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Babylonian Talmud: Tractate Nazir

Folio 43a

But even [on entering] a house, as soon as his hands are inside he becomes unclean,1  so that when he has gone right in he is already unclean?2  — As a matter of fact, said R. Eleazar, if he put his hands together and entered there would be [a penalty only] for defilement but none for entering, but if he drew himself up3  and entered, defilement and entering occur at the same moment.

But it is impossible for his nose not to go in first? — As a matter of fact, said Raba, if he introduces his hand4  there would be [a penalty] for defilement and not for entering, but if he introduces his body,5  defilement and entering are simultaneous.

But it is impossible for his toes not to enter first? — R. Papa therefore said: It is supposed that he entered in a box, or a chest, or a turret,6  and his fellow came and broke away the covering,7  so that defilement and entering are simultaneous. Mar b. R. Ashi said: It is supposed that he entered whilst the other lay dying,8  and whilst he was sitting there the spirit departed so that defilement and entering were simultaneous.

Our Rabbis taught: To profane himself9  signifies that until the time that the other dies [he is permitted to remain with him].10  Rabbi said that, When they die11  signifies that he may be in contact with them until they die.

What is the difference between these two [alternative reasons]?12  — R. Johanan said that they differ only as to the texts selected.13  Resh Lakish said: They differ as regards the rule for a dying man. The one who takes the text 'To profane himself' considers a dying man [as profanation],14  whilst the one who takes, 'When they die', says that [there is no prohibition] until he is dead, and so none in the case of one who is dying.

Now, according to the one who derives [the law] from 'to profane himself', is there not the text, 'When they die'?15  — He requires this for [the following inference] of Rabbi. For it has been taught: Rabbi said that 'When they die' he is forbidden to defile himself, but he may defile himself [by association with them] when they are suffering from leprosy16  or an issue.17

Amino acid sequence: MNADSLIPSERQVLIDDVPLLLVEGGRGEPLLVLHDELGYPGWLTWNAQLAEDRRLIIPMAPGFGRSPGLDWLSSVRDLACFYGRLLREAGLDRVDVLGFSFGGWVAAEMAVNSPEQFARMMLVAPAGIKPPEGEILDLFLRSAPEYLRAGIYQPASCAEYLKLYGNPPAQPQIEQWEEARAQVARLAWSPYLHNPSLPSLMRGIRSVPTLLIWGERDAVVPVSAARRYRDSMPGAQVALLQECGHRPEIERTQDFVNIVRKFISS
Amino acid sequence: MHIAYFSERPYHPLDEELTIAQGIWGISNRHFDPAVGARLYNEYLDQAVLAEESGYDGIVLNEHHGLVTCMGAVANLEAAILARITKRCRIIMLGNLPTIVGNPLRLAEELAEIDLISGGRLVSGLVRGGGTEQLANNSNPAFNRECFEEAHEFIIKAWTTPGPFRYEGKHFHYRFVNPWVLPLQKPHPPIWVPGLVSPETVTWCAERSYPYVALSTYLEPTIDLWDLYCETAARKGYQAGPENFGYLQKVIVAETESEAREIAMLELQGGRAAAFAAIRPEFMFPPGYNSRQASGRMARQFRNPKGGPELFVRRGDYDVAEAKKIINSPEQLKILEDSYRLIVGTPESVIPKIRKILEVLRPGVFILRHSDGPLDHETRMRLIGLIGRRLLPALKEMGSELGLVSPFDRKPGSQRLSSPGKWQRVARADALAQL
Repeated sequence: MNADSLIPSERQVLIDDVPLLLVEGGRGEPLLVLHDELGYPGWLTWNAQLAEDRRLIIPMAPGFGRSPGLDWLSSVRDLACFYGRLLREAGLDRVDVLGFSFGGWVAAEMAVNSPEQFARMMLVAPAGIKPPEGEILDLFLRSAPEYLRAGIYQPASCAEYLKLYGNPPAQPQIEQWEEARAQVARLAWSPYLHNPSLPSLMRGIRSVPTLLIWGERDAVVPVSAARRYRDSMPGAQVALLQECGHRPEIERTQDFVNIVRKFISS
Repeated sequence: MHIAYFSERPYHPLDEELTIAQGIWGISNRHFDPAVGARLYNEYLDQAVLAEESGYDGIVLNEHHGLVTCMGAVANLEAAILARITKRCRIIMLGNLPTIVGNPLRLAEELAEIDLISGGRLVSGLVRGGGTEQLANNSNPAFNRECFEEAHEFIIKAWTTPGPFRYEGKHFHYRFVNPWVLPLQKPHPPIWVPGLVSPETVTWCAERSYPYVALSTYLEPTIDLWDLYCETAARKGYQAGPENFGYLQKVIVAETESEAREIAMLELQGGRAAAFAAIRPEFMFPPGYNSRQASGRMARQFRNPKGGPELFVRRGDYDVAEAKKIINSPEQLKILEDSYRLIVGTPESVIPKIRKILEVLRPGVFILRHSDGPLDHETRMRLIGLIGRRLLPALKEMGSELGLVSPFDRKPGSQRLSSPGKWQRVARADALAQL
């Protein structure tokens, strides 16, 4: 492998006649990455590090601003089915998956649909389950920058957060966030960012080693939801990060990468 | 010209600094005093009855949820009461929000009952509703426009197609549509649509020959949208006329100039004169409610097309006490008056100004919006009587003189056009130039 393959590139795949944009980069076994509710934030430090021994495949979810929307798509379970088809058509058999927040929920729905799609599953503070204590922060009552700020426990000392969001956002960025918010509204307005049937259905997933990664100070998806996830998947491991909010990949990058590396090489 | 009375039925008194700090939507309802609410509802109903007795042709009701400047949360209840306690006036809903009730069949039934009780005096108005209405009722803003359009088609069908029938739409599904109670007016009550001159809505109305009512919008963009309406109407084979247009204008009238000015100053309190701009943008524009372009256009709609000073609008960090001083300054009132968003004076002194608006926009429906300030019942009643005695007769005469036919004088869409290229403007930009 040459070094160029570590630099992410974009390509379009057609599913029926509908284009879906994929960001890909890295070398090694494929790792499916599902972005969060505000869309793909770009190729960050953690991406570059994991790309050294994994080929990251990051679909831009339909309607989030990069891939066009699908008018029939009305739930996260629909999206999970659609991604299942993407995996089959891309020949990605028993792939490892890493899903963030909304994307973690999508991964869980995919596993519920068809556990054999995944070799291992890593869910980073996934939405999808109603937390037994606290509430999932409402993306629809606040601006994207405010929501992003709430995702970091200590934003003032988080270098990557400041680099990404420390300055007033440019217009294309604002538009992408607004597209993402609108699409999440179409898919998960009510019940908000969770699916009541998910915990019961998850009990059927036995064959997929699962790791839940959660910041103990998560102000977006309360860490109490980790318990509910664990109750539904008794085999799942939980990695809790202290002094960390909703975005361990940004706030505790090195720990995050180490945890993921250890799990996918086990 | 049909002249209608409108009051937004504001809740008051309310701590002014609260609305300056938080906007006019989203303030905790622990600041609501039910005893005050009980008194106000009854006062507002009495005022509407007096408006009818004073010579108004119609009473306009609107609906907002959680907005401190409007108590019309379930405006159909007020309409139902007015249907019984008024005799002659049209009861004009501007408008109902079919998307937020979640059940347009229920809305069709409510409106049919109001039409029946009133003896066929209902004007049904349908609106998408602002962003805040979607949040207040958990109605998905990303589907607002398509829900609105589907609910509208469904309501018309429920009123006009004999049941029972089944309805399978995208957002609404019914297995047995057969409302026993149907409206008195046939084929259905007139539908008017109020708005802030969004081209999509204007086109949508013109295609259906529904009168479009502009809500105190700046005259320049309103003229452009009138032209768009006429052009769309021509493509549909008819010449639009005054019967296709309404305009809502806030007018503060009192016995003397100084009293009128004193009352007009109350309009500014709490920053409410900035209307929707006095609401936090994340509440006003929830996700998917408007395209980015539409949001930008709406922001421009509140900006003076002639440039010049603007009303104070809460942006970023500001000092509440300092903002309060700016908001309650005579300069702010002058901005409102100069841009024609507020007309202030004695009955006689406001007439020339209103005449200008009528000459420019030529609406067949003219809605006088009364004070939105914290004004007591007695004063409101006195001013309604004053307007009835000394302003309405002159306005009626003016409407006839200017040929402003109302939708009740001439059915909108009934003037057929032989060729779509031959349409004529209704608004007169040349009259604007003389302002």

But does not the one who derives [the law] from 'when they die' also require it for this inference? — If this is [its sole purpose], the text should read 'When dead'. Because it says 'When they die' we infer both things.

Now according to the one who derives [the law] from 'When they die', is there not the verse, 'to profane himself'?18  — 'To profane himself' signifies the following, viz: — that one who is not profaned [incurs a penalty] but not the one who is already profaned.19

But does not the one who derives [the law] from 'to profane himself' also require it for this inference? — If this were its sole purpose, the text should read 'to profane'. Because it reads, 'to profane himself' we infer both things.

An objection was raised. [We have learnt:] A man does not spread defilement until his life departs. Not even one whose arteries are severed or who is in the throes of death does so.20  Now according to the one who bases the rule on 'to profane himself',21  does it not say here that they do not spread defilement?22  — Defilement is not spread until the life departs, but there is profanation already.23

To Part b

Original footnotes renumbered.
  1. Defilement is supposed to pervade the whole of the interior of a house containing a corpse, and so any organ introduced has touched the source of defilement.
  2. And thus even with a house there can be no additional penalty for entering.
  3. I.e., kept his hands at his sides.
  4. Or any other organ. Asheri reads here 'head'.
  5. Keeping his head and arms well back.
  6. Being in a separate domain he would not then become unclean.
  7. Making the interior of the box part of the interior of the tent. [It is assumed that he too helped in the removal of the covering, or otherwise he would incur no penalty (Asheri)].
  8. [As a priest he had no right to enter a house where a person lay dying, v. infra (Asheri)].
  9. Spoken of the priests in connection with the prohibition against defiling themselves with the dead other than near kin, Lev. XXI, 4.
  10. I.e., only the actual profanation is forbidden.
  11. Spoken of the nazirite prohibition against defilement even with near kin. Num. VI, 7.
  12. I.e., what difference in law results.